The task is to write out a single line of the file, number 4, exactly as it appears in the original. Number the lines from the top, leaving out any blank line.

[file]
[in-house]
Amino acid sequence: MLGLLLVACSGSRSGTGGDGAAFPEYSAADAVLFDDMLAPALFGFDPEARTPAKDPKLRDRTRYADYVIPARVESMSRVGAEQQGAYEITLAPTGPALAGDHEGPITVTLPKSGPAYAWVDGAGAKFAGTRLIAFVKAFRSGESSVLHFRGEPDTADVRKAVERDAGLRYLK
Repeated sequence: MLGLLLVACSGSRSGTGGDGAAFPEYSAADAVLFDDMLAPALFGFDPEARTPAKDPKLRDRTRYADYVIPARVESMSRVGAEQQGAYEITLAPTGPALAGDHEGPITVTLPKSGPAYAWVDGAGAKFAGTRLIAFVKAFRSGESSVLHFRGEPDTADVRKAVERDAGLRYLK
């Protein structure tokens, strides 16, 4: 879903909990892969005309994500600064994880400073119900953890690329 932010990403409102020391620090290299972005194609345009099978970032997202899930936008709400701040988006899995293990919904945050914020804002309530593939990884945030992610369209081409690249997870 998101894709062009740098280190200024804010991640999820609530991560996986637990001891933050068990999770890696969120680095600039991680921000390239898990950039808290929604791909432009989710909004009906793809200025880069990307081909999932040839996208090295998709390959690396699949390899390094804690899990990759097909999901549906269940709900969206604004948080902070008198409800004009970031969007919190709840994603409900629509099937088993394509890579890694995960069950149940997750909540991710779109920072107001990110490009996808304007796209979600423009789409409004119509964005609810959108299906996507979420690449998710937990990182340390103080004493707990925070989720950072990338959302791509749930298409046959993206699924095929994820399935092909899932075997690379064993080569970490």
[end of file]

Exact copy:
């Protein structure tokens, strides 16, 4: 879903909990892969005309994500600064994880400073119900953890690329 932010990403409102020391620090290299972005194609345009099978970032997202899930936008709400701040988006899995293990919904945050914020804002309530593939990884945030992610369209081409690249997870 998101894709062009740098280190200024804010991640999820609530991560996986637990001891933050068990999770890696969120680095600039991680921000390239898990950039808290929604791909432009989710909004009906793809200025880069990307081909999932040839996208090295998709390959690396699949390899390094804690899990990759097909999901549906269940709900969206604004948080902070008198409800004009970031969007919190709840994603409900629509099937088993394509890579890694995960069950149940997750909540991710779109920072107001990110490009996808304007796209979600423009789409409004119509964005609810959108299906996507979420690449998710937990990182340390103080004493707990925070989720950072990338959302791509749930298409046959993206699924095929994820399935092909899932075997690379064993080569970490």